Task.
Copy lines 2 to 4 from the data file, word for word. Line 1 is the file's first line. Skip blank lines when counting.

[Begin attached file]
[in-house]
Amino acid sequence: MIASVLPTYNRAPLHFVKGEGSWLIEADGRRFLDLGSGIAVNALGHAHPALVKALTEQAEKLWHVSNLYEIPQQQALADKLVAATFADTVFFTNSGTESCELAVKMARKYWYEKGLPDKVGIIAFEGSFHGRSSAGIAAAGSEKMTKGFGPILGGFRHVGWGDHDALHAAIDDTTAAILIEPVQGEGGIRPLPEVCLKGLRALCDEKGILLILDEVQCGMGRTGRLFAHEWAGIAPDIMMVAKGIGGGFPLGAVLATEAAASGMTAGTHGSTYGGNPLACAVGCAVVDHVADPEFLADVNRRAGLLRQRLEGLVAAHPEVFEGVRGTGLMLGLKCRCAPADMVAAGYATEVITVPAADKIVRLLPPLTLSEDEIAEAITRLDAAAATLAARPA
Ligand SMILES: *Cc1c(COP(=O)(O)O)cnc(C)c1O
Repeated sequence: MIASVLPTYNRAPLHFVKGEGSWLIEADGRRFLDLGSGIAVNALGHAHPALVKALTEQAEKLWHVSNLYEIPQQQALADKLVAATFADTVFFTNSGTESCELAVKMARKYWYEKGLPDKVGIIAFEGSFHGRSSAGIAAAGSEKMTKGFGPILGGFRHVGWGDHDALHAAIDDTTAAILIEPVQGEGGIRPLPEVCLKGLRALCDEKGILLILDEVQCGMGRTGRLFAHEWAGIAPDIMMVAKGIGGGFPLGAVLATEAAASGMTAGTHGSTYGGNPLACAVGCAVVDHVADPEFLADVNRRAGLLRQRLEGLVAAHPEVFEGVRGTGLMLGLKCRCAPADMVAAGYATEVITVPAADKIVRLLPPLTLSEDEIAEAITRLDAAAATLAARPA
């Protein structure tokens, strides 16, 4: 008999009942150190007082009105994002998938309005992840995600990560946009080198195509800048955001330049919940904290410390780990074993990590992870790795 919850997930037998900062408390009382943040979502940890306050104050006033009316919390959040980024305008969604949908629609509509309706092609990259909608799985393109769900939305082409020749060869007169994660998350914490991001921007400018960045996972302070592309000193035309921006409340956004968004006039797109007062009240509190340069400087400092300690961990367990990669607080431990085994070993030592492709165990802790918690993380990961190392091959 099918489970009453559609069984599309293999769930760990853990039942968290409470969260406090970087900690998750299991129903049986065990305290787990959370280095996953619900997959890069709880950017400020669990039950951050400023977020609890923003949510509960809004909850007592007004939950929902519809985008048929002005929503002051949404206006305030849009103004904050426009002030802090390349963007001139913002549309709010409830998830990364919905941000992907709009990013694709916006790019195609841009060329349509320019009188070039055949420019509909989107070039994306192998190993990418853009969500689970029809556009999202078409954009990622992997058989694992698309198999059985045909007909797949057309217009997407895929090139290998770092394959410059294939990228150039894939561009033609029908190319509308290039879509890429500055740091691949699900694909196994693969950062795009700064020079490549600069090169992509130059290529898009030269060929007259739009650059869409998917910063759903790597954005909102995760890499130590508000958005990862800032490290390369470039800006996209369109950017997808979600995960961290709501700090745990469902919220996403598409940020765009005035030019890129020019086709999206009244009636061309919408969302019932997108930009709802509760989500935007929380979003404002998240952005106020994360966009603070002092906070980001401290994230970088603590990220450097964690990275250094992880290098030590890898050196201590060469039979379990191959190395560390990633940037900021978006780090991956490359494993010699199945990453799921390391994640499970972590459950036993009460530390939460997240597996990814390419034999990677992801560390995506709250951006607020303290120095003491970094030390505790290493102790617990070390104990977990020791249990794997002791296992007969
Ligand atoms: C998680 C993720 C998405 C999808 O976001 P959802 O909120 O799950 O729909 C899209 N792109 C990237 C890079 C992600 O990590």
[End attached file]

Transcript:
Amino acid sequence: MIASVLPTYNRAPLHFVKGEGSWLIEADGRRFLDLGSGIAVNALGHAHPALVKALTEQAEKLWHVSNLYEIPQQQALADKLVAATFADTVFFTNSGTESCELAVKMARKYWYEKGLPDKVGIIAFEGSFHGRSSAGIAAAGSEKMTKGFGPILGGFRHVGWGDHDALHAAIDDTTAAILIEPVQGEGGIRPLPEVCLKGLRALCDEKGILLILDEVQCGMGRTGRLFAHEWAGIAPDIMMVAKGIGGGFPLGAVLATEAAASGMTAGTHGSTYGGNPLACAVGCAVVDHVADPEFLADVNRRAGLLRQRLEGLVAAHPEVFEGVRGTGLMLGLKCRCAPADMVAAGYATEVITVPAADKIVRLLPPLTLSEDEIAEAITRLDAAAATLAARPA
Ligand SMILES: *Cc1c(COP(=O)(O)O)cnc(C)c1O
Repeated sequence: MIASVLPTYNRAPLHFVKGEGSWLIEADGRRFLDLGSGIAVNALGHAHPALVKALTEQAEKLWHVSNLYEIPQQQALADKLVAATFADTVFFTNSGTESCELAVKMARKYWYEKGLPDKVGIIAFEGSFHGRSSAGIAAAGSEKMTKGFGPILGGFRHVGWGDHDALHAAIDDTTAAILIEPVQGEGGIRPLPEVCLKGLRALCDEKGILLILDEVQCGMGRTGRLFAHEWAGIAPDIMMVAKGIGGGFPLGAVLATEAAASGMTAGTHGSTYGGNPLACAVGCAVVDHVADPEFLADVNRRAGLLRQRLEGLVAAHPEVFEGVRGTGLMLGLKCRCAPADMVAAGYATEVITVPAADKIVRLLPPLTLSEDEIAEAITRLDAAAATLAARPA